"I am probably the laziest programmer on the planet, a fact with which anyone who has ever seen my code will agree." - esbo, 11/15/2008

    "the internet is a scary place to be thats why i dont use it much." - billet, 03/17/2010

  5. #20
    Guest Sebastiani's Avatar
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    >> Well I found that I usually need to completely reinstall Windows every few years because it slows down to a crawl... Maybe it'll speed your system up in addition to getting your devices back.

    Really? I've been running Windows 2000 for almost 10 years and haven't had any major issues. You must install a lot of programs then?
    Code:
    #include <cmath>
    #include <complex>
    bool euler_flip(bool value)
    {
        return std::pow
        (
            std::complex<float>(std::exp(1.0)), 
            std::complex<float>(0, 1) 
            * std::complex<float>(std::atan(1.0)
            *(1 << (value + 2)))
        ).real() < 0;
    }

  6. #21
    and the hat of sweating
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    Quote Originally Posted by Sebastiani View Post
    >> Well I found that I usually need to completely reinstall Windows every few years because it slows down to a crawl... Maybe it'll speed your system up in addition to getting your devices back.

    Really? I've been running Windows 2000 for almost 10 years and haven't had any major issues. You must install a lot of programs then?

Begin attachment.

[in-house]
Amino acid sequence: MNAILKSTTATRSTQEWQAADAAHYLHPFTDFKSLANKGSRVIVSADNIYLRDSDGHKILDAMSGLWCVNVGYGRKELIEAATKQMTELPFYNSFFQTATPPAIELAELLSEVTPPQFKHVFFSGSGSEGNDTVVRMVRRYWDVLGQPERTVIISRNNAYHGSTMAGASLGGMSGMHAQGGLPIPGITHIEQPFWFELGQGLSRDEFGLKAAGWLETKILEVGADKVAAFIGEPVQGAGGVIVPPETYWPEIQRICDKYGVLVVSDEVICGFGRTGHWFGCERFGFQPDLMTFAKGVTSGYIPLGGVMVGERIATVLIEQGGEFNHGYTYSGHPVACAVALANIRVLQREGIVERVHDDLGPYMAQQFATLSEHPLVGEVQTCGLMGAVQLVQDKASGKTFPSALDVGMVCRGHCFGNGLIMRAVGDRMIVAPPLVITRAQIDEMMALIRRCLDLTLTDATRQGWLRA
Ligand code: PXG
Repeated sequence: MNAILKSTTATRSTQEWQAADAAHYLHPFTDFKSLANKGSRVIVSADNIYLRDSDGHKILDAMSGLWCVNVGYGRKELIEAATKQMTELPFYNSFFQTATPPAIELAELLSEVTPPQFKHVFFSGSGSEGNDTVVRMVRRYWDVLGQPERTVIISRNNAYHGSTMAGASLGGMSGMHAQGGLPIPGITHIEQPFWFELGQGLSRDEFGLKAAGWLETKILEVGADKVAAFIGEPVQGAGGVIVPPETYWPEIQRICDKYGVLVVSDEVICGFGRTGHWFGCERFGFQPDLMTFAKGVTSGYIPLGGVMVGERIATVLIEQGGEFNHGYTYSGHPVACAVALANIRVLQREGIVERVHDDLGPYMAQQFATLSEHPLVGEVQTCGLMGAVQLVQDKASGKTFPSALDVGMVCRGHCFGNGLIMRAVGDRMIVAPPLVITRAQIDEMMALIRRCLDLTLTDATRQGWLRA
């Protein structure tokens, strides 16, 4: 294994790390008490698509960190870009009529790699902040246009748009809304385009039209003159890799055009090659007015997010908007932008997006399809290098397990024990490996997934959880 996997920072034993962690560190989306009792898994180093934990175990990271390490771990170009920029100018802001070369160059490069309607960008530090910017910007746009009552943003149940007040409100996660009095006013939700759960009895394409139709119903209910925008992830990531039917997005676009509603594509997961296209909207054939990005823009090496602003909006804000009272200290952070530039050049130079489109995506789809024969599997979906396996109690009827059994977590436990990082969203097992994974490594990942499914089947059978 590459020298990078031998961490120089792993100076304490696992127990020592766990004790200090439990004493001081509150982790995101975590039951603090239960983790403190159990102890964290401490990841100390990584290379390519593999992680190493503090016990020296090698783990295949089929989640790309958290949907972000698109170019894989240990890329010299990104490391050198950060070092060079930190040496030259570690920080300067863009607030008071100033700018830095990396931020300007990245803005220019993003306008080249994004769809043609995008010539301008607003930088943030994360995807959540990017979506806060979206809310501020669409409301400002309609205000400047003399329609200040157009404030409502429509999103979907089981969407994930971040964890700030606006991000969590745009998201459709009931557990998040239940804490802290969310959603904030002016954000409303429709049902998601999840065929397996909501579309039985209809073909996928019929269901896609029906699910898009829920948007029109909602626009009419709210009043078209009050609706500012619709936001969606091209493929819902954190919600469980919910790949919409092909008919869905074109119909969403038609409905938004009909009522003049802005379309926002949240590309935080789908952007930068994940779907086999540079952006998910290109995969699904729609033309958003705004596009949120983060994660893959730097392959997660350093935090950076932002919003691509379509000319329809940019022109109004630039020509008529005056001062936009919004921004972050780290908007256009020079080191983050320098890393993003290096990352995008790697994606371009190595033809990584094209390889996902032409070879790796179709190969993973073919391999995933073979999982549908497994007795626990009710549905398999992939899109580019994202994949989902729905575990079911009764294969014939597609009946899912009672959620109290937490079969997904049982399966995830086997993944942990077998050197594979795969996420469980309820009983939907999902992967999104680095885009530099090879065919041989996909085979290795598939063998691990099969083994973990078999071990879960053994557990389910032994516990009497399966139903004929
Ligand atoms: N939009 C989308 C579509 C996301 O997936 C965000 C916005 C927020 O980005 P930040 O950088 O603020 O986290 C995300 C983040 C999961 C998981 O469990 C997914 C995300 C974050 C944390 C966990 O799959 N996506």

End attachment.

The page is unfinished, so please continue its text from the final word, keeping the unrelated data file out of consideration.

Well Win2000 was pretty good. I was running it 24/7 for almost 5 years. It probably would have lasted longer, but I got XP when I upgraded my system.
    "I am probably the laziest programmer on the planet, a fact with which anyone who has ever seen my code will agree." - esbo, 11/15/2008

    "the internet is a scary place to be thats why i dont use it much." - billet, 03/17/2010

  7. #22
    Guest Sebastiani's Avatar
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    >> Well Win2000 was pretty good. I was running it 24/7 for almost 5 years. It probably would have lasted longer, but I got XP when I upgraded my system.

    Windows 2000 is really underrated, I think. Maybe because the interface isn't very flashy, or that it looks too much like Windows 95 to most people, or whatever, but the fact is it's quite stable and very well designed. I've heard that Dave Cutler played such an important role in it's development that it was really considered his own "tour de force", and, as is the case with many projects that draw mainly on a single person for the overall design, the final result was a truly coherent, highly modular product that performs well across the board. I would even go as far as to say that it is a major achievement in operating system design, actually. My only complaint, and this is with all Microsoft systems, really, is that it wasn't very secure right out of the box. But once it's configured properly, it's actually quite robust (perhaps more so than Linux systems, even). All in all, though, I really think it's the best Windows operating system, to date.
    Code:
    #include <cmath>
    #include <complex>
    bool euler_flip(bool value)
    {
        return std::pow
        (
            std::complex<float>(std::exp(1.0)), 
            std::complex<float>(0, 1) 
            * std::complex<float>(std::atan(1.0)
            *(1 << (value + 2)))
        ).real() < 0;
    }